If you only use your search term report to add negative keywords, you’ll slowly bleed your performance dry.
Instead, you have to look at your search term report and understand that each search term has a different conversion and sales rate.
And if you keep them as search terms, then you can never control them to get more of them.
Impacts Of The Iceberg Effect
Controlling your ratio of keywords to search terms is crucial if you’re in the lead gen or SaaS space because your sales don’t happen within the PPC account. They happen over the phone or through your user onboarding.
And The Iceberg Effect isn’t just for the search network, it happens on the display network too.
The whole point of this PPC tactic is to extract what’s working so you can control it.
- Extract your search terms and turn them into keywords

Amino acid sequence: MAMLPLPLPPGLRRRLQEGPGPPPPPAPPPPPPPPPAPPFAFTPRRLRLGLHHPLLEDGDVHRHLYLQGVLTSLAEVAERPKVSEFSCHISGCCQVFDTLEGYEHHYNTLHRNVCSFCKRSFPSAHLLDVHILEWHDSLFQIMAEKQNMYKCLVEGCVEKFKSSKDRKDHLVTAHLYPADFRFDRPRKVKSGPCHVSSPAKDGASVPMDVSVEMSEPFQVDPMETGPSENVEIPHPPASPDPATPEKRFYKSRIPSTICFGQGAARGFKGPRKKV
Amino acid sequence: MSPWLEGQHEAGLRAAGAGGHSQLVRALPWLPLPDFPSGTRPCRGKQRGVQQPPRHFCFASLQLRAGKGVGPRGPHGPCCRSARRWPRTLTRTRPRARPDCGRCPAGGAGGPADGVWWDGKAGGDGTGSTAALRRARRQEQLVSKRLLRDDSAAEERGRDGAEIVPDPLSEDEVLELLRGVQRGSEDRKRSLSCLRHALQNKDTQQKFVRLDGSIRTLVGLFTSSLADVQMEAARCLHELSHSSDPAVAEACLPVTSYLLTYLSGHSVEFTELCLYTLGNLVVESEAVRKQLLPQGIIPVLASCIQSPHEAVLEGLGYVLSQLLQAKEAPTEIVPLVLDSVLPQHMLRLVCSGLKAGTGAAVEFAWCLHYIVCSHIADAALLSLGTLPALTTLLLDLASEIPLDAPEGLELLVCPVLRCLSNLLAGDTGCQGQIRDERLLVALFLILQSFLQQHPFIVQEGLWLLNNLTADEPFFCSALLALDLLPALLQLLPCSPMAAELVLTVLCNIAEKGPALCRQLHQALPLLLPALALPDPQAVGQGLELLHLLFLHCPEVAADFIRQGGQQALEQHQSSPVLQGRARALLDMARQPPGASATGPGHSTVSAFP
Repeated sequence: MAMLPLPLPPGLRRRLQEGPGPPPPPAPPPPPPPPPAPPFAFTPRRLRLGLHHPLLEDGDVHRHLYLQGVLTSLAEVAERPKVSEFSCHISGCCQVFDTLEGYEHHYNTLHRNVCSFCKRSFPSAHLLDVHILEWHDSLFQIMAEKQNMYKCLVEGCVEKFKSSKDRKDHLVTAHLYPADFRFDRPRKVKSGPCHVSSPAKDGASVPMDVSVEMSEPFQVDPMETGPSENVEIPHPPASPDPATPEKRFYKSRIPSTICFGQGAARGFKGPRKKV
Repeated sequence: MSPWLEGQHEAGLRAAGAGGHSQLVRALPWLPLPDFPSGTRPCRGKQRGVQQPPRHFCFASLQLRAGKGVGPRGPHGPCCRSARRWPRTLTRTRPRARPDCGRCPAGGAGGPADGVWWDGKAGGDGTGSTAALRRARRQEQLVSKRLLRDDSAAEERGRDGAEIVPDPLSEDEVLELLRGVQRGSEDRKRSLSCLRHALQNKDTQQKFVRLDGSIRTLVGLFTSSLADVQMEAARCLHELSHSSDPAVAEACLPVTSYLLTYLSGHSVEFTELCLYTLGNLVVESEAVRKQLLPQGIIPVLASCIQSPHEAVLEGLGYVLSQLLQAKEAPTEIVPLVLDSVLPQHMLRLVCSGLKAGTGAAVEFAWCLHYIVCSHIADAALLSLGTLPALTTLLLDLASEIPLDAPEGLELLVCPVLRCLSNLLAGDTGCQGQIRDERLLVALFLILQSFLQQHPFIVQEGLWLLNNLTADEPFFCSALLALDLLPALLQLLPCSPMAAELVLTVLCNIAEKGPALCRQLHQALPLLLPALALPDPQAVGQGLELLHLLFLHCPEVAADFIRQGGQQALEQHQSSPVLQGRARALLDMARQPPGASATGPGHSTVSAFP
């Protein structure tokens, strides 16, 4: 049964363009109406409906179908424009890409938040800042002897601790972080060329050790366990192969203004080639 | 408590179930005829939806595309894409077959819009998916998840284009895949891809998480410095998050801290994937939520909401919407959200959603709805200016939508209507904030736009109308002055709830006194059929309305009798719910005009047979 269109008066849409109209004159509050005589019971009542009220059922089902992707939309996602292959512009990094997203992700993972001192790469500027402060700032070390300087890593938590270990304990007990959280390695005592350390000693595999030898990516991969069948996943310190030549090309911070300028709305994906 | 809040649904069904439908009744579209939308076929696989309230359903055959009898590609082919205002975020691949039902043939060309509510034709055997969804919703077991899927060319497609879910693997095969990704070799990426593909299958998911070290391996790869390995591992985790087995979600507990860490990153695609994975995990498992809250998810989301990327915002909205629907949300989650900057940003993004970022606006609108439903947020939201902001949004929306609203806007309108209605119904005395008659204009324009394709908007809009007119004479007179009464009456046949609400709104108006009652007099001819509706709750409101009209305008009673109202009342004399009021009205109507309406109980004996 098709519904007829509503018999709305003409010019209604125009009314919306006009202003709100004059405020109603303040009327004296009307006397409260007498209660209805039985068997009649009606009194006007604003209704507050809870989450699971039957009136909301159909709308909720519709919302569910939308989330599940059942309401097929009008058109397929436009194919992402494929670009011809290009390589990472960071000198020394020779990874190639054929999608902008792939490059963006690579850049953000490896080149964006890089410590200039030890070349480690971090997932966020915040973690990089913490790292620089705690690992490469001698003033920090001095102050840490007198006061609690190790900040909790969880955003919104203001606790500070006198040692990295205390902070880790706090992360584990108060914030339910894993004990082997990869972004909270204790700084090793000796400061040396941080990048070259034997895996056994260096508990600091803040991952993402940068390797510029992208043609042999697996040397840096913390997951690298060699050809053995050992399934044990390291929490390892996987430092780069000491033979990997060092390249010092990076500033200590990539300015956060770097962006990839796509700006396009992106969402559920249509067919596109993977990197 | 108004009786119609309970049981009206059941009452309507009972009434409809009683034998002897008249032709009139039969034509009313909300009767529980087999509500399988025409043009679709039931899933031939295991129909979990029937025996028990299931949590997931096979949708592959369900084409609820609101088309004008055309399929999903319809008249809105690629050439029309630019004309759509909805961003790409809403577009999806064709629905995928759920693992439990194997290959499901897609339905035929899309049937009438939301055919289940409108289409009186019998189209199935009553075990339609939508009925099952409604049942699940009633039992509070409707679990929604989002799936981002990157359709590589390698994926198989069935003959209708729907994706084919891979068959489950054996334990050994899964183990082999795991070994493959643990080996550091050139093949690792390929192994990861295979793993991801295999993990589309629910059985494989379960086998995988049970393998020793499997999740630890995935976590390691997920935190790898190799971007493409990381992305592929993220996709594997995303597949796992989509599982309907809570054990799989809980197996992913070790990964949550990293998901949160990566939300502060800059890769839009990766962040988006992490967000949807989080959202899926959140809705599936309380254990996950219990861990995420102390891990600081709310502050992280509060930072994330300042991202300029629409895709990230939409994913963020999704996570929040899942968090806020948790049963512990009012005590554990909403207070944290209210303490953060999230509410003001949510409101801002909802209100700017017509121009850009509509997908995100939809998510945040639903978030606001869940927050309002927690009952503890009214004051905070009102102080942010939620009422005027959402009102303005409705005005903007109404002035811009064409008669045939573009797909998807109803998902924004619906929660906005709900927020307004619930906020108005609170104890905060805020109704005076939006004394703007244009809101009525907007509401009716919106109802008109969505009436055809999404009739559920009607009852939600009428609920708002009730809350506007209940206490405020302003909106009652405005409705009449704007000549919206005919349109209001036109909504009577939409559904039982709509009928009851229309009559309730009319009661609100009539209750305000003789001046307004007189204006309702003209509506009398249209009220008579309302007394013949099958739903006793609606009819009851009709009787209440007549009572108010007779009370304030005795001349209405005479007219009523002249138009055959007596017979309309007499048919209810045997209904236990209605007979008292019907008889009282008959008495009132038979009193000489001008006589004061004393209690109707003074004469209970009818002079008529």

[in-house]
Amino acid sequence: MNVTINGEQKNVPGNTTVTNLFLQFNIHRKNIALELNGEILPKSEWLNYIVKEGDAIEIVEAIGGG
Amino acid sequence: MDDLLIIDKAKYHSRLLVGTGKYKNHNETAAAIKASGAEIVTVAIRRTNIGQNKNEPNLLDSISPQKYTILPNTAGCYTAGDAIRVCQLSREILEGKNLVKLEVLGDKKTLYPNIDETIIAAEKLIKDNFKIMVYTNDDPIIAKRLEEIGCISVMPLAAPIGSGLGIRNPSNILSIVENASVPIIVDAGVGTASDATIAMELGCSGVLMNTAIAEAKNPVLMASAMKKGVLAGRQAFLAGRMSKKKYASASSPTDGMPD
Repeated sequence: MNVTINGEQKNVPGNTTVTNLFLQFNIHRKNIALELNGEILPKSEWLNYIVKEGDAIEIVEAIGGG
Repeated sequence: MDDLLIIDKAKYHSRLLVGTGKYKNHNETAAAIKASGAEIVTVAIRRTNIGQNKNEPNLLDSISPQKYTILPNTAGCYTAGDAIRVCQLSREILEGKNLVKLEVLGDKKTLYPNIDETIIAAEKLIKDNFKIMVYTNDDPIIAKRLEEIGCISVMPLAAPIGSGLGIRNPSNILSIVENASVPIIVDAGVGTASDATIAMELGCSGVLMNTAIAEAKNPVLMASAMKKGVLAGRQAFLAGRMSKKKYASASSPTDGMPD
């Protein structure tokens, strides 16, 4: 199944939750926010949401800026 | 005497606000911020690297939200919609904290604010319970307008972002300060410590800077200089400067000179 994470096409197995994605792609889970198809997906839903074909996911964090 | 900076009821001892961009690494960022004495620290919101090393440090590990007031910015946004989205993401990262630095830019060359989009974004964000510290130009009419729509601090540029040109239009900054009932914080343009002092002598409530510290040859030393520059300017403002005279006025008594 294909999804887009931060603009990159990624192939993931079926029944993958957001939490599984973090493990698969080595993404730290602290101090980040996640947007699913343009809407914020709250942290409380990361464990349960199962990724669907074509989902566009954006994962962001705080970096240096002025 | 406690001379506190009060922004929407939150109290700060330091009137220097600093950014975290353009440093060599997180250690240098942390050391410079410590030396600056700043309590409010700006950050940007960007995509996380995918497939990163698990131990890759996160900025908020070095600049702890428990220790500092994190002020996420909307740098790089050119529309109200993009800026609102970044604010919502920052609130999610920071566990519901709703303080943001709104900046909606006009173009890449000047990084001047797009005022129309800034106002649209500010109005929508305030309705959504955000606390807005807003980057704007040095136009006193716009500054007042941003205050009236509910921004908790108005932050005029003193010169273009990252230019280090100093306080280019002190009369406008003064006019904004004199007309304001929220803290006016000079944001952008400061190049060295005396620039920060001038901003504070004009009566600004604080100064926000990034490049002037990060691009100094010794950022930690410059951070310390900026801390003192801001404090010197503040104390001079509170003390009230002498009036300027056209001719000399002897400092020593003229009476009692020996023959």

- Extract your automatic placements
- Granulate your social audiences by using less targeting layers
With this, you’ll then want to use something called Single Keyword Ad Groups, which has a methodology that works for display and social PPC campaigns as well.
Almost 400 people have commented on our post about this tactic.
Why? Because it works.
Tracking The Piggy Bank
When it comes to lead gen and SaaS marketing efforts fueled by PPC campaigns, it’s easy to say that PPC generally works.
But what’s not easy is pinpointing exactly what works and what doesn’t.
Let’s look at this another way. If each of your keywords, placements, and audience targeting layers were individual salespeople, you’d also want to know how they were performing.